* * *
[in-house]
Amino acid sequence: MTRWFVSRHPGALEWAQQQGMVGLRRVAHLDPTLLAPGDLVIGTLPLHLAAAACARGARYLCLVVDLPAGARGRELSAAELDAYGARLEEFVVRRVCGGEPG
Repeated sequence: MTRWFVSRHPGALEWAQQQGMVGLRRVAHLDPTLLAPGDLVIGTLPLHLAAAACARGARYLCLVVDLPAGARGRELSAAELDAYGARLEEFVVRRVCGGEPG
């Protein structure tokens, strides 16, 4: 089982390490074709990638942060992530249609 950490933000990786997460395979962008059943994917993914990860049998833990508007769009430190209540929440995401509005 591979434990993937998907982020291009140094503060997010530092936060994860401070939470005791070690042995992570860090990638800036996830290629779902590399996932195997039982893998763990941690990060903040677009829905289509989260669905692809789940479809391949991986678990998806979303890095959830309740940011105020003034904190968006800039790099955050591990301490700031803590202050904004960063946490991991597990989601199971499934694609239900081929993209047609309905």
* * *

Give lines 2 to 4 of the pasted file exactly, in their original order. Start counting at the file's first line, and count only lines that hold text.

Amino acid sequence: MTRWFVSRHPGALEWAQQQGMVGLRRVAHLDPTLLAPGDLVIGTLPLHLAAAACARGARYLCLVVDLPAGARGRELSAAELDAYGARLEEFVVRRVCGGEPG
Repeated sequence: MTRWFVSRHPGALEWAQQQGMVGLRRVAHLDPTLLAPGDLVIGTLPLHLAAAACARGARYLCLVVDLPAGARGRELSAAELDAYGARLEEFVVRRVCGGEPG
């Protein structure tokens, strides 16, 4: 089982390490074709990638942060992530249609 950490933000990786997460395979962008059943994917993914990860049998833990508007769009430190209540929440995401509005 591979434990993937998907982020291009140094503060997010530092936060994860401070939470005791070690042995992570860090990638800036996830290629779902590399996932195997039982893998763990941690990060903040677009829905289509989260669905692809789940479809391949991986678990998806979303890095959830309740940011105020003034904190968006800039790099955050591990301490700031803590202050904004960063946490991991597990989601199971499934694609239900081929993209047609309905």